There's a new Sun among the clouds. Sun Microsystems announced Wednesday its new Open Cloud Platform, an open infrastructure powered by Java, MySQL, OpenSolaris, and Open Storage software technologies.
The computer company also outlined Sun Cloud, a new public cloud-computing service aimed at developers, startups and students.
Sun's strategy aims to position it in the growing cloud-computing marketplace, where applications and services exist on the Internet and are available to subscribers at any time, from any computer.
As part of its commitment to building communities, Sun said it is also releasing a core set of Open APIs for review and comments by the general public. The APIs will make it easier for developers to create applications and cloud environments that work with the Open Cloud Platform and the Sun Cloud.
The Sun APIs are published under a Creative Commons license, allowing anyone to use them for virtually any use. The company said third-party developers will be able to utilize prepackaged virtual-machine images of Sun's open-source software, and thus deploy applications almost immediately.
Sun Cloud has two services initially, the Storage Service and the Compute Service, and both will be available this summer. The company said it would make available to its customers the technologies and architecture of the Sun Cloud so others can build interoperable clouds.
Virtual Data Center
The core of the Compute Service is the Virtual Data Center (VDC), based on capabilities acquired when Sun bought Q-layer in January. Sun said VDC provides everything developers need to build and run a cloud-based data center, including an integrated interface to stage an application that runs on either the OpenSolaris, Linux or Windows operating systems.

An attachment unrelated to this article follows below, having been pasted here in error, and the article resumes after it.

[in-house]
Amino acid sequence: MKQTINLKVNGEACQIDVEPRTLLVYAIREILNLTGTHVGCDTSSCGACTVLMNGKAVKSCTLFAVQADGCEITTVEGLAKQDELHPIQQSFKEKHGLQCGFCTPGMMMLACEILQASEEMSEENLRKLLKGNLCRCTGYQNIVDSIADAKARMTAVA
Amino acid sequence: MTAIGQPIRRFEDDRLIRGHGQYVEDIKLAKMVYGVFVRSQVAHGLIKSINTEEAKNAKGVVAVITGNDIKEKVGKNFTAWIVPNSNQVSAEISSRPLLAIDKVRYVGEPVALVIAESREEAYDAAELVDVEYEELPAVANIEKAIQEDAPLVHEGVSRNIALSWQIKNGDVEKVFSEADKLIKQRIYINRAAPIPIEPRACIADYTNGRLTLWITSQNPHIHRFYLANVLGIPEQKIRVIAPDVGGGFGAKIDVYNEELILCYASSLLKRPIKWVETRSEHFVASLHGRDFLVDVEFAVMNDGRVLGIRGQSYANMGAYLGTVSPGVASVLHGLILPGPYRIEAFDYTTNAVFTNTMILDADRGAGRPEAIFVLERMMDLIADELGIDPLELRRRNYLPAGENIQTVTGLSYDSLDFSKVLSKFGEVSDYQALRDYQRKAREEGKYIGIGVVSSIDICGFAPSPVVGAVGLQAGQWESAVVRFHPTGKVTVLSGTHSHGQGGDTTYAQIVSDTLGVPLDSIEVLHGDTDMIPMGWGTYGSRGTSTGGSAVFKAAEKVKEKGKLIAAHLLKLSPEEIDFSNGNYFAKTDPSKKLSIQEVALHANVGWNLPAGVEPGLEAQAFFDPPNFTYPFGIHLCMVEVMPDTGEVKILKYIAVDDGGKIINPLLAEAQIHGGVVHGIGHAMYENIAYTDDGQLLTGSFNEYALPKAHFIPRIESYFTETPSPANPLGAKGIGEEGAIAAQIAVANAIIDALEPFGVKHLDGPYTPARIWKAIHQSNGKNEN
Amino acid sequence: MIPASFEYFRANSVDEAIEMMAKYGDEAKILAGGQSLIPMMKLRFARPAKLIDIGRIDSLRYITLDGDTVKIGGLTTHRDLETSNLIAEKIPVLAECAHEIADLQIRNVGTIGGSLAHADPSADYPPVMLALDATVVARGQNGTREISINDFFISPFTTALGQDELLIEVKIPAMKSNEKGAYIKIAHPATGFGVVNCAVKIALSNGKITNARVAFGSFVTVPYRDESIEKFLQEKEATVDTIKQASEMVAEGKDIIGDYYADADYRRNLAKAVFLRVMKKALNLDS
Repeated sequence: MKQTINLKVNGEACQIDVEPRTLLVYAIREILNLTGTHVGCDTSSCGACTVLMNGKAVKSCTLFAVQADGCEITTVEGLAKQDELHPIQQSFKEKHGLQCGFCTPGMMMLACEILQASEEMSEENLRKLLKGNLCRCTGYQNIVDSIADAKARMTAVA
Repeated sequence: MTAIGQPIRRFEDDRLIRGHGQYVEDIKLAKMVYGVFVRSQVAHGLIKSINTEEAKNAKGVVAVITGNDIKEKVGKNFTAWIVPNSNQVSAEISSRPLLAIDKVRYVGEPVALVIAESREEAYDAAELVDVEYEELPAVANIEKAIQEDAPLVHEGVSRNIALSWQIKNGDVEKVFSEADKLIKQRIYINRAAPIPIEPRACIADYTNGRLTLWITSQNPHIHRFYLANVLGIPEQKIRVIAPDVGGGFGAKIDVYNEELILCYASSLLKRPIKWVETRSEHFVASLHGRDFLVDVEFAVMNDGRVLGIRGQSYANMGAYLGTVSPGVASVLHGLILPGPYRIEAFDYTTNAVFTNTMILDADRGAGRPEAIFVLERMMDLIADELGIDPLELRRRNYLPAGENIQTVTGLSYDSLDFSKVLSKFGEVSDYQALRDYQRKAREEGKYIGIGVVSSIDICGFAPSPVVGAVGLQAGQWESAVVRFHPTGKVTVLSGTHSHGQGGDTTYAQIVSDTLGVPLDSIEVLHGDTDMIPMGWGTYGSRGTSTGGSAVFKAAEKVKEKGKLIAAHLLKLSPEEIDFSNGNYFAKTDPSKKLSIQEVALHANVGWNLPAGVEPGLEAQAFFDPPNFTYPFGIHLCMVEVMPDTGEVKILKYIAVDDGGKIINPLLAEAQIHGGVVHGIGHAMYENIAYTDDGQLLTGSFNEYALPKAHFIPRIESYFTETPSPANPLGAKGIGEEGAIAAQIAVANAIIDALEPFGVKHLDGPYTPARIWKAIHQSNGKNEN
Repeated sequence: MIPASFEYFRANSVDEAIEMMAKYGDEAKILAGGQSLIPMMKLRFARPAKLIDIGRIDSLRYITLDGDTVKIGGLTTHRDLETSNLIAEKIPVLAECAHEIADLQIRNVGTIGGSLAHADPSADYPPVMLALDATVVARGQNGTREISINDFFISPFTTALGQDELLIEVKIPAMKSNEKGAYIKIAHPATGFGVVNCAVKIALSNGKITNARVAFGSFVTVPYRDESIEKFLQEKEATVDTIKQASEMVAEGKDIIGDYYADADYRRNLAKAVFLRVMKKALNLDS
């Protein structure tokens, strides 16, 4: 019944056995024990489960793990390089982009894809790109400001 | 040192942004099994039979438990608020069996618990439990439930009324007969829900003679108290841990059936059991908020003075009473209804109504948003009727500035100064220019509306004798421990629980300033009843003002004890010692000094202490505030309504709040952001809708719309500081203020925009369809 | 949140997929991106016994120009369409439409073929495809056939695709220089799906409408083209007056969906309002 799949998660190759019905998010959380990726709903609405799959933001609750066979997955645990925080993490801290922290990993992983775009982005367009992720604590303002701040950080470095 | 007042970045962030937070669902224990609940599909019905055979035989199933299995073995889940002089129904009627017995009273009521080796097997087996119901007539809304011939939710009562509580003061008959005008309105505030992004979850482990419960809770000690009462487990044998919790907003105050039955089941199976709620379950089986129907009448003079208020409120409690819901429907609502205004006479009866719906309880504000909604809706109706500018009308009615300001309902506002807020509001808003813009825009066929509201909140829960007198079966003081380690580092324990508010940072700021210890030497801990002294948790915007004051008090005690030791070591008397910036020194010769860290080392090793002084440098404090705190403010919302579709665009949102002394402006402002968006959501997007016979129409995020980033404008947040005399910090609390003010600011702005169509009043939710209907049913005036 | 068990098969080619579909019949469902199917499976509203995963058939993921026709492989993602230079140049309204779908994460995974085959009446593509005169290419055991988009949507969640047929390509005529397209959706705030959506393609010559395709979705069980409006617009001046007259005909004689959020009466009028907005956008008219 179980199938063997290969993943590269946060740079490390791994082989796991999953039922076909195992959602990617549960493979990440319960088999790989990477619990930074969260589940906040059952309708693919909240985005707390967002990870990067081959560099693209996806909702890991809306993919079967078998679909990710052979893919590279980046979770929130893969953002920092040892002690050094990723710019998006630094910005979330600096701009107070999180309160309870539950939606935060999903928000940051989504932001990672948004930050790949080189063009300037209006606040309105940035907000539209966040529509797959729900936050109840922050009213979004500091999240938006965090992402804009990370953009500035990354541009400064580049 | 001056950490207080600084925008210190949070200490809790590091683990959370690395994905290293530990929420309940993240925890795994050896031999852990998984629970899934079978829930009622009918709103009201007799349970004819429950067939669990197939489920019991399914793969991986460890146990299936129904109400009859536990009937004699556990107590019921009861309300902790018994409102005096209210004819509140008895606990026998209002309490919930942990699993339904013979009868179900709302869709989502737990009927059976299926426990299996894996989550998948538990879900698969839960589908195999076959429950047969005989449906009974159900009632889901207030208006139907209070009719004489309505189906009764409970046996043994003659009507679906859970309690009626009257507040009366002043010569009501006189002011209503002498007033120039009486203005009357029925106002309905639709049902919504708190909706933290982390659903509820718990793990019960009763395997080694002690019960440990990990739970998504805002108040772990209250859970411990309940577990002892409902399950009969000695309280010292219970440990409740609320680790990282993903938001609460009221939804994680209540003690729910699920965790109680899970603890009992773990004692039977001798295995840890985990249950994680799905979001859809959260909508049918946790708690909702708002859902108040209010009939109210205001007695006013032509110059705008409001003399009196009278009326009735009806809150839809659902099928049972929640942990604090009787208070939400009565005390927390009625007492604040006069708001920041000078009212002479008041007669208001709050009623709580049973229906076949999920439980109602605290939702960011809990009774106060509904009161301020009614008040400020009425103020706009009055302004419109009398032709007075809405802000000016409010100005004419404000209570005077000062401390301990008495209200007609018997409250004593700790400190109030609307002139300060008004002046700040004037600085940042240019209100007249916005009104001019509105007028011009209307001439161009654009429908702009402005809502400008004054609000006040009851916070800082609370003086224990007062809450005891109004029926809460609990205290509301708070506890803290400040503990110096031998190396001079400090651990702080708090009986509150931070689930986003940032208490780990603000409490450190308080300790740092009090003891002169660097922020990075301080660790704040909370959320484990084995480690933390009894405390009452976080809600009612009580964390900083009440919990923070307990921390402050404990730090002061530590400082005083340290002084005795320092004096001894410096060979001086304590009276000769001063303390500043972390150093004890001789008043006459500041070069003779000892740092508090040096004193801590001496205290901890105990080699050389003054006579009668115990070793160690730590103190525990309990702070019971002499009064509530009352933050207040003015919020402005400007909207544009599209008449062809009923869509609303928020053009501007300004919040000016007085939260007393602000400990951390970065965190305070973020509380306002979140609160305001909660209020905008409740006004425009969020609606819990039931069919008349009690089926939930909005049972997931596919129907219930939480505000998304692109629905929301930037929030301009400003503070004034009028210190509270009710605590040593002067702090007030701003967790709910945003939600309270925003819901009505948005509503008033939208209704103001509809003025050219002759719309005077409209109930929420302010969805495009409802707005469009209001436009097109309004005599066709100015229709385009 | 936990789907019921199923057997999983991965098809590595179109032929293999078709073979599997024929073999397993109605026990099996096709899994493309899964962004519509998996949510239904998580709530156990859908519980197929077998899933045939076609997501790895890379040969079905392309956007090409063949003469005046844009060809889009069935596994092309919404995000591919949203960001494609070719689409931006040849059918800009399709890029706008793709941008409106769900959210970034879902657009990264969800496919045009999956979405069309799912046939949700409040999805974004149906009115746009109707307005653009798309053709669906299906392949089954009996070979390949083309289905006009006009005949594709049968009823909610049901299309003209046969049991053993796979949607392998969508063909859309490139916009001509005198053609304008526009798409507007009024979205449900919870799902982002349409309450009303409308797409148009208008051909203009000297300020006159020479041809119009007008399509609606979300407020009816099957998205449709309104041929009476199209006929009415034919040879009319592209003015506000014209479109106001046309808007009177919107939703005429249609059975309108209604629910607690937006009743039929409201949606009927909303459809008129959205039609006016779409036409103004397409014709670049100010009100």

The VDC also has drag-and-drop, APIs and a command-line interface for assigning computing resources through a Web browser. The Storage Service supports WebDAV protocols for file access and storage.
In Sun's vision, announced at the CommunityOne East Developer Conference currently being held in New York City, the computing world evolves into many public and private clouds based around its platform, all open and interoperable.
Al Hilwa, a program director at IDC, said the world of cloud computing is just getting started, and its evolution will be "transformative." He noted that it's currently being accelerated by the economic savings cloud computing can offer to hard-pressed businesses.
"Sun would be remiss not to be playing in this space," he said, adding that, while many other companies are also jumping into clouds, "no one really knows how this will work out." There's a lot of research and development going on, Hilwa said, but the pressure is toward standardization.
"Sun still holds a lot of credibility among developers because of Java," he said, and the company is wise to offer Open APIs because "the whole notion of cloud computing will boil down to good APIs."